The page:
In the long, slow weeks before last season’s Champions League final, Tottenham Manager Mauricio Pochettino did not lose much sleep over his team’s physical state. It was, after all, the end of the season. His players had the miles of nine fierce, relentless months in their legs; their bodies needed a little rest and a little fine-tuning, but that was all.
Instead, he poured all of his energies into sharpening their minds. Pochettino has always held a few — by soccer standards — left-field convictions: his belief in auras; a devoutly held but rarely explained spirituality; his tendency (shared, as it happens, with Pep Guardiola) to have an incense stick burning in his office.
Above all, Pochettino believes in the power of the mind to overcome challenges, to shape destiny. So that is what he worked on in those days before the biggest game of his life, the most significant match in Tottenham’s history.
Each training session started with a 45-minute exercise designed to show the benefits of positive thinking. There were, at various points, arrow-breaking and fire-walking activities. If his team was to beat Liverpool in Madrid, he felt, it needed to believe it could beat Liverpool in Madrid.
Tottenham’s aura at that point, though, was a little different. There were lingering concerns about the fitness of Harry Kane, but more pressingly — or at least more avoidably — there was the question of Pochettino’s future. It had been only a year since he had signed a long-term contract tying him to the club until 2023, but suddenly, thanks to Pochettino himself, that no longer seemed much of a guarantee.
A few minutes after his team had staged its staggering, last-gasp comeback to beat Ajax and seal a place in its first European Cup final, Pochettino had sat down in front of the assembled news media and announced — entirely unexpectedly — that if Spurs won club soccer’s grandest prize, he would consider walking away, a man with no worlds left to conquer.
The mood in Amsterdam that night was light and giddy; watching the impossible happen tends to blur the line between fiction and reality. Pochettino had been dancing on the field in front of disbelieving Spurs fans only a few minutes before, and he still had the patina of sweat on his forehead and the unyielding, manic grin on his face to prove it. It made it hard to know if he was being serious.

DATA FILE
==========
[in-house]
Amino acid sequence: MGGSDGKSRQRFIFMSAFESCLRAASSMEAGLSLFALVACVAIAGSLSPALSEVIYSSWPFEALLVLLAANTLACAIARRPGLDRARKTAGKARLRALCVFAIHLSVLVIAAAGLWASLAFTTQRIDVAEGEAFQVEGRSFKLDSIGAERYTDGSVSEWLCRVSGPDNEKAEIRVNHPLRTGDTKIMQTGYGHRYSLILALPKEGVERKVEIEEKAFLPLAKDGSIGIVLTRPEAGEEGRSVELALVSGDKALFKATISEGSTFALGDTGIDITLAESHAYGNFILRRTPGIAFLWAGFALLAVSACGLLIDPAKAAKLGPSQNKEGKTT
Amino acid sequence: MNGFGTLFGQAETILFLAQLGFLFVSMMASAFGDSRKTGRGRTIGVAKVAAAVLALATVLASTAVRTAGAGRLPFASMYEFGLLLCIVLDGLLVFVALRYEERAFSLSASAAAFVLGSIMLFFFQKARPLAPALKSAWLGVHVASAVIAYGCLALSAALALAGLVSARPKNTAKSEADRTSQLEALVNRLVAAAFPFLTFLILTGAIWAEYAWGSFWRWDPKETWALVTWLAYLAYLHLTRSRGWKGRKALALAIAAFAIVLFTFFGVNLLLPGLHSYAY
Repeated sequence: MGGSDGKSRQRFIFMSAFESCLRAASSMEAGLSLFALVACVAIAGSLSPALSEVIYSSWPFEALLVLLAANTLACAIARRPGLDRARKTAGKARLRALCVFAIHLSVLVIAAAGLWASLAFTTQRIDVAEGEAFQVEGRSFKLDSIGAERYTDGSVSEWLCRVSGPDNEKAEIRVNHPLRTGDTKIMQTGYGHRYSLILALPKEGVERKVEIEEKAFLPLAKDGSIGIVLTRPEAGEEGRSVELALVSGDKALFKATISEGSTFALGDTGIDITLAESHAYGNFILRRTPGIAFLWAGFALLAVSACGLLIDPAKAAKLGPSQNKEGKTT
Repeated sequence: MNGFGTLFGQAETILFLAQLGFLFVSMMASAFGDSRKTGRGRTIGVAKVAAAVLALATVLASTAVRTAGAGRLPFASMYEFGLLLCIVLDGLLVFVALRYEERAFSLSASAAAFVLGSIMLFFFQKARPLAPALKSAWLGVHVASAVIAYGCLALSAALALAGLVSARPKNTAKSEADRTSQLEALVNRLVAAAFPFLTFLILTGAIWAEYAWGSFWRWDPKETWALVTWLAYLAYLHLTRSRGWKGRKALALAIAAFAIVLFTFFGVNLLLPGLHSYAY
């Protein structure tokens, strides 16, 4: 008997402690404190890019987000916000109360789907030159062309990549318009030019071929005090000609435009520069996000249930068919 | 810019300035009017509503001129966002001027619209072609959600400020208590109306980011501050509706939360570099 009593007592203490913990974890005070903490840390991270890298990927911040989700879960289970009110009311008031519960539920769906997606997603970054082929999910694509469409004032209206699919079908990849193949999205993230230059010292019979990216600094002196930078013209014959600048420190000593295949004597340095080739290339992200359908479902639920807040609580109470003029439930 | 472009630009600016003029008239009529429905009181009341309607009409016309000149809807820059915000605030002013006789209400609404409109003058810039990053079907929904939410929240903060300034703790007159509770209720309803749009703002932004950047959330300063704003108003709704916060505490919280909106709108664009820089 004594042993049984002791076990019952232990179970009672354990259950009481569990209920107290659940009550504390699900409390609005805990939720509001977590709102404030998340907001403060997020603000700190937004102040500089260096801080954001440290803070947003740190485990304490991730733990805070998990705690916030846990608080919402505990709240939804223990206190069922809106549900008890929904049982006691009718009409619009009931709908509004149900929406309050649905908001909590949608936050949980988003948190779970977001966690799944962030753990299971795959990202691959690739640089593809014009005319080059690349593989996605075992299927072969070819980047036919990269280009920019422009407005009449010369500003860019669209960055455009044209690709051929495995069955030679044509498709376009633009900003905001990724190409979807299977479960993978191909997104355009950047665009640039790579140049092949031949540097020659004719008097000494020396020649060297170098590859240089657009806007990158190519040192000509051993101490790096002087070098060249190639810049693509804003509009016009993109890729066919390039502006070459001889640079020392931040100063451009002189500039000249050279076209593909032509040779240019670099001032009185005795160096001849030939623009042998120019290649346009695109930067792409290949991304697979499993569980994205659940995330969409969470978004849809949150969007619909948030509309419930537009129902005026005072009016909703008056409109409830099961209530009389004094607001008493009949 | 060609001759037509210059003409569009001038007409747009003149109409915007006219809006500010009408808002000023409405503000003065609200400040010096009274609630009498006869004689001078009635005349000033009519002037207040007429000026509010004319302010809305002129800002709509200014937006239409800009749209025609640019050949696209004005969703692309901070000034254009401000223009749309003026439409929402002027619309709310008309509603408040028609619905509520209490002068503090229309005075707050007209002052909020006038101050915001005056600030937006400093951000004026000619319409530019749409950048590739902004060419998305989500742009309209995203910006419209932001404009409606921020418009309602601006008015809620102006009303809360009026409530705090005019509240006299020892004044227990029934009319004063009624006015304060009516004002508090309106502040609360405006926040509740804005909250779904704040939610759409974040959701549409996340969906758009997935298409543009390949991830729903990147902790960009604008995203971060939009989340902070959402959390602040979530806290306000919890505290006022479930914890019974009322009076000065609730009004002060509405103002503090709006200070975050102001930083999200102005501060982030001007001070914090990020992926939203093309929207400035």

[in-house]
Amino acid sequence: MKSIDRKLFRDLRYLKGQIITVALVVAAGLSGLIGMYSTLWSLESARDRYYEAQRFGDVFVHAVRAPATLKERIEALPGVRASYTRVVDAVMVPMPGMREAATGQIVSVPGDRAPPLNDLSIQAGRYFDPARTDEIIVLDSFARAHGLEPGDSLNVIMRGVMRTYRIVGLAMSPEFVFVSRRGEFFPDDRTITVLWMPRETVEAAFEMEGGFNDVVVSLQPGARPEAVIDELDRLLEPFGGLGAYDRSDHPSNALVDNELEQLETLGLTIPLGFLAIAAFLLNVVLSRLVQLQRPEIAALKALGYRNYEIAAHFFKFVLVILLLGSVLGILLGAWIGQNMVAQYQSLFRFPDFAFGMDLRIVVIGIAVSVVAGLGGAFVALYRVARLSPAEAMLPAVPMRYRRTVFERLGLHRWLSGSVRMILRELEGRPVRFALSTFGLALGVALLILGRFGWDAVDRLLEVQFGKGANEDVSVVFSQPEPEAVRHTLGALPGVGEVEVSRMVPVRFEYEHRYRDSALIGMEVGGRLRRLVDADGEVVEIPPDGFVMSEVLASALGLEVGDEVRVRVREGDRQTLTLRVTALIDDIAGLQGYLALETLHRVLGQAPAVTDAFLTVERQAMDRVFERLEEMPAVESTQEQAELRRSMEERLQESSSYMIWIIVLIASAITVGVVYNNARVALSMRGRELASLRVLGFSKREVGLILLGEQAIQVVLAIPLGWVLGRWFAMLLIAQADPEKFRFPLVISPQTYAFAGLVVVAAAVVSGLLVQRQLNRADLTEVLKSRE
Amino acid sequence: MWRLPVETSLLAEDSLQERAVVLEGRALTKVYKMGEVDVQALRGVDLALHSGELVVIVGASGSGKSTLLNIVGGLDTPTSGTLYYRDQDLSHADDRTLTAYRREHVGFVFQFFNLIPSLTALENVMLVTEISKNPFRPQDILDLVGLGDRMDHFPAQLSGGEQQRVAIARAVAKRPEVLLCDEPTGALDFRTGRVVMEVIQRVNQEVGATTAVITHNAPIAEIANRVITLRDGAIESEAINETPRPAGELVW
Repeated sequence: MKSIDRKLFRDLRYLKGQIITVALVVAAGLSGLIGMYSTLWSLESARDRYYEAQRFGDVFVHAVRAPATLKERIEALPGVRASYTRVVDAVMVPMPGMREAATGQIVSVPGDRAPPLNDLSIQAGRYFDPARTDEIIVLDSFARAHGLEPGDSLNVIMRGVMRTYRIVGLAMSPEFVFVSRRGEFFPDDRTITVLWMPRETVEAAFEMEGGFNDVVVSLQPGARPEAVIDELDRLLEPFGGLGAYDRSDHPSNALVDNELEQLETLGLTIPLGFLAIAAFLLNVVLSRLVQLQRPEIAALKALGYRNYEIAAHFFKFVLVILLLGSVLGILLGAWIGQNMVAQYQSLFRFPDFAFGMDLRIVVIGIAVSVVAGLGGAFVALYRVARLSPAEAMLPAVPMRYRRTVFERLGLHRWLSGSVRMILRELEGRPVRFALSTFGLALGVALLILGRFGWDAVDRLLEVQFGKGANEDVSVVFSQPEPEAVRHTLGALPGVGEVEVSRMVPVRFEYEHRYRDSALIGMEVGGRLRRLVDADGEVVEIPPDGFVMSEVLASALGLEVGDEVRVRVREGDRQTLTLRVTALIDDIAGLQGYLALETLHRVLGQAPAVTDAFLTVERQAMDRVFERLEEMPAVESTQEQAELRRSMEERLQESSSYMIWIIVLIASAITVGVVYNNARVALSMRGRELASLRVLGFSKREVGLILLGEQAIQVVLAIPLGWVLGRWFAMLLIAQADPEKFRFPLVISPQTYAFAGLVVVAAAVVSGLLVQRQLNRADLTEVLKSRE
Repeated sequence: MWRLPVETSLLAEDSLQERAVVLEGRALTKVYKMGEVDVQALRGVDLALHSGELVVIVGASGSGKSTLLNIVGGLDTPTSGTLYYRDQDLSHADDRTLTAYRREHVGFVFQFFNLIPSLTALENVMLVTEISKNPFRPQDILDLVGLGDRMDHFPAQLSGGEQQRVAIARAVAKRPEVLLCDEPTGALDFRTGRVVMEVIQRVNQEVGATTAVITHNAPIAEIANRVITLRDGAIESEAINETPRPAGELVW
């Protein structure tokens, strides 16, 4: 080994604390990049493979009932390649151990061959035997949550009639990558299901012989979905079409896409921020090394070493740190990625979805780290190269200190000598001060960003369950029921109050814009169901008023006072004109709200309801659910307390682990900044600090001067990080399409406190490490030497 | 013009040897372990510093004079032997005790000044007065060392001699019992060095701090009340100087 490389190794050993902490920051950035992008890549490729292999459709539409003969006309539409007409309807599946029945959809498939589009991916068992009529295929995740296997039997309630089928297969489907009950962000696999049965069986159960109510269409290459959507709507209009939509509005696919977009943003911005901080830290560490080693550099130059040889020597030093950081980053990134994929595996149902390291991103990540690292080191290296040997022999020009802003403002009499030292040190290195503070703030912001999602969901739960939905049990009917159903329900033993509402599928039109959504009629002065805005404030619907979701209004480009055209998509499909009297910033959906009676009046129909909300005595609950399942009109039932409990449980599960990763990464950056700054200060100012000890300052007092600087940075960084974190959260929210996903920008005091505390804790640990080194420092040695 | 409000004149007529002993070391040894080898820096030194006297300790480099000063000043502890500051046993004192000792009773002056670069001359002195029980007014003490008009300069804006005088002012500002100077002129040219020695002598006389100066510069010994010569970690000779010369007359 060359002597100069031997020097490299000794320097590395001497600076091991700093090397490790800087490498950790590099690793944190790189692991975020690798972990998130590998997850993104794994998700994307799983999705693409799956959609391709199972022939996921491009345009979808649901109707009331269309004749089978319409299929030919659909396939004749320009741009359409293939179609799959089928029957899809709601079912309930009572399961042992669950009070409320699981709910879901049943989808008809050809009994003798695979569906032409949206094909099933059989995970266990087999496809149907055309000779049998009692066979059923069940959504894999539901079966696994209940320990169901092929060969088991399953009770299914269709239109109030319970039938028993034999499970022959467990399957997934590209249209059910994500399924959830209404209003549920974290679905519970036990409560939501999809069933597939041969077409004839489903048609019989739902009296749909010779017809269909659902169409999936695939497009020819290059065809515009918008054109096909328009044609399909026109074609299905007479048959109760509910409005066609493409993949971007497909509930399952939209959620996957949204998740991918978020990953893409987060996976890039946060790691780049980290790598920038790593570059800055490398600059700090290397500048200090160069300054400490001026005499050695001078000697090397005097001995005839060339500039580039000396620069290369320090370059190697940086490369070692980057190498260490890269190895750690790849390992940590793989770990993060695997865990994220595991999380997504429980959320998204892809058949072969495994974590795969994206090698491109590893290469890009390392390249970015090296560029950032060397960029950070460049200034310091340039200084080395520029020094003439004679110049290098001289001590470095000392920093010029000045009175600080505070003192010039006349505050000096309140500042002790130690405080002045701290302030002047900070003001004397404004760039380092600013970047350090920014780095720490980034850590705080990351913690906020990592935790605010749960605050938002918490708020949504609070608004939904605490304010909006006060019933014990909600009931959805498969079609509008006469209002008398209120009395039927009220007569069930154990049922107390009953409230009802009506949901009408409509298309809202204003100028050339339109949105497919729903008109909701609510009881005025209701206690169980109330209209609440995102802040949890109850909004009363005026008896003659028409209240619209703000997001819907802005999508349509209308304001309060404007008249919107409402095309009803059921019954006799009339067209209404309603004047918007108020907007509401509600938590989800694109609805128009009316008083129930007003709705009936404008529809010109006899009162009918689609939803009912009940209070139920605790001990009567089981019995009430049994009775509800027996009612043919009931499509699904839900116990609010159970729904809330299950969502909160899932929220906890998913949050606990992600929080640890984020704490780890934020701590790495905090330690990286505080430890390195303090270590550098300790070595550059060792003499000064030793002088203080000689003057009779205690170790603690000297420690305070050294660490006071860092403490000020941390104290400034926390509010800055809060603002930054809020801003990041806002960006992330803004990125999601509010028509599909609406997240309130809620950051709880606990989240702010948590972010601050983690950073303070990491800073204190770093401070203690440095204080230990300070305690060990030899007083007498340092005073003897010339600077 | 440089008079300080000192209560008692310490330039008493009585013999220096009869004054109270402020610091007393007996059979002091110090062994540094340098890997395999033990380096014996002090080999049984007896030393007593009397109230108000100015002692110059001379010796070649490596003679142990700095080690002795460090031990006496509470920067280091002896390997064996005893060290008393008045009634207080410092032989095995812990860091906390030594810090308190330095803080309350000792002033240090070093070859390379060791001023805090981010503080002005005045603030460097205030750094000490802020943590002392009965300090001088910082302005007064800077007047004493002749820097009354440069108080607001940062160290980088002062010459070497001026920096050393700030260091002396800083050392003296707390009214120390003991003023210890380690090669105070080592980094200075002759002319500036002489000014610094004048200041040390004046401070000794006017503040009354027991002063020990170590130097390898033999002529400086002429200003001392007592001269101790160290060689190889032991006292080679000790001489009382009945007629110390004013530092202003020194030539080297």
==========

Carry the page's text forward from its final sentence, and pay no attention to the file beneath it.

Given the chance to offer a little clarity and reassurance, though, Pochettino demurred. Over the following weeks, rather than backtrack, he doubled down. He might leave even if Spurs did not beat Liverpool, he said at one point, accompanied again by that enigmatic smile.
No more than five months later, Pochettino is gone, dismissed by Daniel Levy, the Tottenham chairman, after a dreadful run of domestic form that has left the club drifting in 14th place in the Premier League, not just left gasping for air by Liverpool and Manchester City in pursuit of the championship, but by Leicester City and Chelsea, too, in the race for a place in the Champions League.
It is no momentary stumble: Spurs has taken only 25 points from its last 24 league games, dating to February. Maintaining that form for much longer and relegation would become, if not a genuine concern, then at least a hazy possibility. Levy and the club’s board were “extremely reluctant” to relieve Pochettino of his duties, the chairman said when announcing the decision, but felt they had to act in “the best interests of the club.”
Looking back now, it is hard not to wonder if perhaps Pochettino saw something like this on the horizon; perhaps not to this scale, or with this immediacy, or even this outcome, but enough to make him wonder if the final in Madrid signified if not the high point of his time at Spurs, then certainly the end of the road.